Biography – Allen I. Fleishman, PhD
Born and raised in the Bronx, I originally studied Pre-Med. All their weird and unique names did me in (after all, Ulna should be the first name of an ugly Hungarian barmaid). I switched majors to cognitive psychology. Cognitive psychology is the experimental branch of psychology looking at how we think and process information. I got as far as two years when I realized that the entire field of psychology is math illiterate. Psychology completely lacked the tools to study individuals. So I made the change to the University of Illinois and the mathematical/statistical end of psychology, where I received a PhD. At the U of I my work was entirely mathematical/statistical, despite the psychology major. My dissertation was a computer simulation examining ways to optimize prediction in the face of little data. I believe they still use the term ‘Fleishman’ as a synonym for a computer job lasting more than twelve hours (small jobs are pico-Fleishman). My only human experimentation was my infamous (at least at the local Institutional Review Board) study: “Asking my wife what she thinks”, a factor-analytic study of one person. To those of us who studied psychology, it was an unpublished implicit personality theory study. I feel it demonstrated that current theories of personality (e.g., by Freud, Osgood, Cattell) are not universal. If everyone is idiosyncratic, then there will be people for whom the ‘Oedipal Complex’ is true and people for whom it is not. Furthermore, even for the Oedipal Complex people, it will be true at some times in their life, exacerbated by certain situations, but not all. Therefore, individuals and time/situation MUST be factored into any ‘General Unifying Theory of Psychology’.
It is my strongly held belief that “Psychology is a Crock”, until 1) every psych graduate student is completely proficient in time series analysis, three-mode factor analysis, cluster analysis and newer statistical multivariate and time series methodologies; 2) every psych PhD student has done at least one ‘N of 1’ research project; and 3) full professors would be expected to have integrated many ‘N of 1’ studies to demonstrate a theory. Any psychologist who confirms a theory by comparing two averages (across many people) or computes a correlation (across many people) at a single or a couple of time points should be laughed at, or pitied. Given that maturation takes decades, I can forgive ignoring time/situations, but never ignoring people – individuals. You cannot study people (Psychology) by computing averages. Those pseudo-psychologists who are unable to make the transition, should be moved over to Sociology, where group amalgams are appropriate.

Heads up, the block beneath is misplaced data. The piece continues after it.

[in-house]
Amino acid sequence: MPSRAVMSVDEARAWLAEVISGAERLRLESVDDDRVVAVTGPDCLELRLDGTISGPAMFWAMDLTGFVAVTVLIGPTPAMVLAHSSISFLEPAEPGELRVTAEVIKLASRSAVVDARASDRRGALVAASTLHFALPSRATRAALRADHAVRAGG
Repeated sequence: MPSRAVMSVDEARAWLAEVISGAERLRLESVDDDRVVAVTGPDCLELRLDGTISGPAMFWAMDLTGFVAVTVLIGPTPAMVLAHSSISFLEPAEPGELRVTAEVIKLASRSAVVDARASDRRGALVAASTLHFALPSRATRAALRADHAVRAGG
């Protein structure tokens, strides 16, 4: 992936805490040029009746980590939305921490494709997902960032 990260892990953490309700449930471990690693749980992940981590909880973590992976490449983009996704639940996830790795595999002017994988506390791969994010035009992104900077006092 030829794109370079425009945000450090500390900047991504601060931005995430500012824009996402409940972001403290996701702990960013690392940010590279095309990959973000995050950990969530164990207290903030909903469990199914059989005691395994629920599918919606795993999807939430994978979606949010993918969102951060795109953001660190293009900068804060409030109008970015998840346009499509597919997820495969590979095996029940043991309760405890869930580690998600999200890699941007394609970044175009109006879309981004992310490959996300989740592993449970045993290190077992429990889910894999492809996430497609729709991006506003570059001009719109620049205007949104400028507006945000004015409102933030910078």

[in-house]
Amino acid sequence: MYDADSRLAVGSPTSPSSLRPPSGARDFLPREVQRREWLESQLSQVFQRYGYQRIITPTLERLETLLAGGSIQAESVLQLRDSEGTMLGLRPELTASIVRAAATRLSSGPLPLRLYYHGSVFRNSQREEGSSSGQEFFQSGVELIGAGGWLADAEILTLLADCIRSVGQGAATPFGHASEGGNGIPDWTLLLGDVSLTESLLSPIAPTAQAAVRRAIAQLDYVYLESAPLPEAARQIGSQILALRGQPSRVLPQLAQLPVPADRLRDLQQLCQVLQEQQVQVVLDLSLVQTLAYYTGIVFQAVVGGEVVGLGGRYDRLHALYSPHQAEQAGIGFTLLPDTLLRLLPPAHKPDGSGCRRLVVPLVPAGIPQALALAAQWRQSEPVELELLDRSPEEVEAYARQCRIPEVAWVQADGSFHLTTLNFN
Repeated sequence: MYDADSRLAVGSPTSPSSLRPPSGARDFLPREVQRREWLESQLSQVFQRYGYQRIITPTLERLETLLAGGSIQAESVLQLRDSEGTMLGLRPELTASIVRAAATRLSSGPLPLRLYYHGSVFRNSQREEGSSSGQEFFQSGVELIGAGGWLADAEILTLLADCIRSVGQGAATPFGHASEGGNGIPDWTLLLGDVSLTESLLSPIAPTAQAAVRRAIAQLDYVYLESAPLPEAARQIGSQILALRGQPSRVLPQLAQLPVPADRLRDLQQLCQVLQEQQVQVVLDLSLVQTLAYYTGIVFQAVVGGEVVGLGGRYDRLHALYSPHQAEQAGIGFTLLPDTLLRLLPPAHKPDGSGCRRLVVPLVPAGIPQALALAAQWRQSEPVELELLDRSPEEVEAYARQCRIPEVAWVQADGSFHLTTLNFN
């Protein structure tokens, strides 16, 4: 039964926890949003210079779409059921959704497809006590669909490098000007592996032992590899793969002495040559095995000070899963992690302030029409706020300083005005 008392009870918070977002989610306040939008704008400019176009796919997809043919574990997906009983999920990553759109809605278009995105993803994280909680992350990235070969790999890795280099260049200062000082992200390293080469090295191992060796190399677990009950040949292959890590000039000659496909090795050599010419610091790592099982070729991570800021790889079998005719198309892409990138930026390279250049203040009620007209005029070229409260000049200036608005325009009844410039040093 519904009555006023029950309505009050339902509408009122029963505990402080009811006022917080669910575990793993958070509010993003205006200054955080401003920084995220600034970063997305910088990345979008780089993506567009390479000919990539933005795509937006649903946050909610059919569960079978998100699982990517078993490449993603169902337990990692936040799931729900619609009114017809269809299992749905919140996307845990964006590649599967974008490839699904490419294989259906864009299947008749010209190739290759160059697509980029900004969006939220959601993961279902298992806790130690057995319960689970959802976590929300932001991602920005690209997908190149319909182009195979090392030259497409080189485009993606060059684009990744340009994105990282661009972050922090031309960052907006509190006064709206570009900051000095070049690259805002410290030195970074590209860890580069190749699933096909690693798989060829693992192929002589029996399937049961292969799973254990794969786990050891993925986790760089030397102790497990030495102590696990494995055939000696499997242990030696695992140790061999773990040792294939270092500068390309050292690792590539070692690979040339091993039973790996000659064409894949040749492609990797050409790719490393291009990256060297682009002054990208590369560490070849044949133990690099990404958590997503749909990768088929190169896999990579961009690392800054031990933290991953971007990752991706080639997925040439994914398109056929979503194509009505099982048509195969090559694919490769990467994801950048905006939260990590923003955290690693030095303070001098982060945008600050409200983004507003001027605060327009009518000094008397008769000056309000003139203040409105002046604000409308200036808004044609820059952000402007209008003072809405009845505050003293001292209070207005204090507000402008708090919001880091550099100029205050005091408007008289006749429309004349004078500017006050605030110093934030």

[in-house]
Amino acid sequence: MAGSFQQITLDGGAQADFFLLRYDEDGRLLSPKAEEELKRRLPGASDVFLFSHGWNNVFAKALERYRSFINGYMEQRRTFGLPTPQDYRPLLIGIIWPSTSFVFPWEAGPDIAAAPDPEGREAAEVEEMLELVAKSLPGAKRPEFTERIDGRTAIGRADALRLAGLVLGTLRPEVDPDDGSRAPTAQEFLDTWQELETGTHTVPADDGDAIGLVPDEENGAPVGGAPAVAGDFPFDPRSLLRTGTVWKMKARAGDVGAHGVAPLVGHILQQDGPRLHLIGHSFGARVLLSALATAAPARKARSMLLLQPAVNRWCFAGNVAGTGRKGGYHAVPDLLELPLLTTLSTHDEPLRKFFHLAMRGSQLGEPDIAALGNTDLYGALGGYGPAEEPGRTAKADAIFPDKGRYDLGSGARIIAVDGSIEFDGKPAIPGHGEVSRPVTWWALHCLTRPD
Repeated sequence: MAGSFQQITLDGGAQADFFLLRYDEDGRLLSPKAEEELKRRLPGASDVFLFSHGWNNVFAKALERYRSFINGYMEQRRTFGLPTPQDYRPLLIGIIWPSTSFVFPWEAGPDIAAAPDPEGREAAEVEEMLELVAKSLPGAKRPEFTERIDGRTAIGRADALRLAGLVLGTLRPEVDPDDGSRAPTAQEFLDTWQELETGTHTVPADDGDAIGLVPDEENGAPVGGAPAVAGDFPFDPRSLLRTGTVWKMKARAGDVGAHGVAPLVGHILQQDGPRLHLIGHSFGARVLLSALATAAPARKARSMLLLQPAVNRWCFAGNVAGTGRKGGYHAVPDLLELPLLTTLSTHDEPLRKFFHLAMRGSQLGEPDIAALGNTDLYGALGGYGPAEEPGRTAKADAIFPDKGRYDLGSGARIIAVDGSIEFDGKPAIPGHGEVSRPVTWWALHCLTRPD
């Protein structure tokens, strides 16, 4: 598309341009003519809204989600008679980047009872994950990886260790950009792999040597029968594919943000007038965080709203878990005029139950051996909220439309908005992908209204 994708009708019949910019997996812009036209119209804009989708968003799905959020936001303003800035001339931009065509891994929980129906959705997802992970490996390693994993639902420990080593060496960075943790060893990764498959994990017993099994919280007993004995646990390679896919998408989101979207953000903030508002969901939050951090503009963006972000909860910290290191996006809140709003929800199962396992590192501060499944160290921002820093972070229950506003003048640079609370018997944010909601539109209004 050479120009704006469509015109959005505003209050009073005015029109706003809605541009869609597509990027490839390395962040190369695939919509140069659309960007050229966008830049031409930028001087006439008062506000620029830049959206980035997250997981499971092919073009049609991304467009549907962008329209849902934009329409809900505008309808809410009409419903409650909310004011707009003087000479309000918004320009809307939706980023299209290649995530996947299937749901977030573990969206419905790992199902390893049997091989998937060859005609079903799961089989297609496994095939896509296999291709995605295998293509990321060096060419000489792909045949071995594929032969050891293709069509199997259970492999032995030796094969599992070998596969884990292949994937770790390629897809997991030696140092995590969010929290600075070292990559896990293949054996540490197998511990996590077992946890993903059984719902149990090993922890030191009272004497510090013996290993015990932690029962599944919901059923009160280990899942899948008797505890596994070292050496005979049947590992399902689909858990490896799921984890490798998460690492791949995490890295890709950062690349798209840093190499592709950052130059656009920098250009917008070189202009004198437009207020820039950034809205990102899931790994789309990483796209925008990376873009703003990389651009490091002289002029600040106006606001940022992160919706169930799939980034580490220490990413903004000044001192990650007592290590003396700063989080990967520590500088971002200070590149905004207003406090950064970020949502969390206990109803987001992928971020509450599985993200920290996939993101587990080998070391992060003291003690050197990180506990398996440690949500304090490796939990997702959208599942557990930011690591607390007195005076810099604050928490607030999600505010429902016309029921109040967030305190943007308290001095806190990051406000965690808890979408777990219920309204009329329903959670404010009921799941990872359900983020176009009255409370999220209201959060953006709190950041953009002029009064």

I briefly taught statistics and psychometrics at a graduate school, when I switched to becoming a full time statistician for the pharmaceutical/medical device industry. I’ve been a statistician for the last 30 years, helping to prove that the drugs you take both work and are safe. I’ve witnessed the birth of a number of useful drugs, as well as their death when they aren’t safe or effective.
For those of you who have heard the claim “Lies, Damn Lies, and Statistics”, the answer is no. Statisticians are not liars – they follow very rigid rules which prevent lies, but liars (aka marketers) can take statistics classes. In case you’re wondering why, it’s the same reason the protagonist of the book, David, would never consider lying. If everything you do is being monitored and archived, your truthfulness is completely open for review by those who have access to it (i.e., in the lingo of the story – the ‘Ins’). Under those conditions telling the truth is as natural as breathing, with the negative equally true – lying is completely alien and doomed to certain failure.
A few years ago, my wife suggested I extend my writing from short blurbs on my D&D characters. I took up her challenge, thinking of plot lines on long commutes into Cambridge Mass (I live 30 miles west, but 2 hours away on bad days). I completely enjoyed the process. I would like others to enjoy my work, but realize that publishing is a one in ten thousand prospect. I know what a probability of 0.0001 means.
Allen I. Fleishman, PhD
May 13, 2009
allen-fleishman @ comcast.net
on June 06, 2013 :
I thought that this book had some really good plot lines and some interesting characters in, but that the writer failed to do them justice. Much of the book was stilted and failed to lead the reader from one concept to another. Many of the characters appeared flat and most cases just like one and other. Throughout I felt as though it was leading up to a big climax that just never arrived. However the concept was good and the techno-babble interesting enough to keep the average C.S.I. watcher entertained.
(review of free book)
on Feb. 26, 2013 :
I would recommend this for anyone whom has an interest in the technological singularity. The technological development and human reaction to the rapid changes in society were the more interesting part of the novel. The character development and explanation in the beginning was done appropriately.
The largest flaw was power, without spoiling the plot I shall say that any character no matter how well intentioned when given near ultimate power quickly becomes vapid and boring. at no point was their a chance of failure, no conflict that could not be resolved with a snap of the fingers.
I enjoyed this novel for its perspective on humanity reaction towards technology which will suddenly appear to be magic as it is so advanced.
I enjoyed the Infinite When It Was Two Digits Old, the first novel in this series much better.
(review of free book)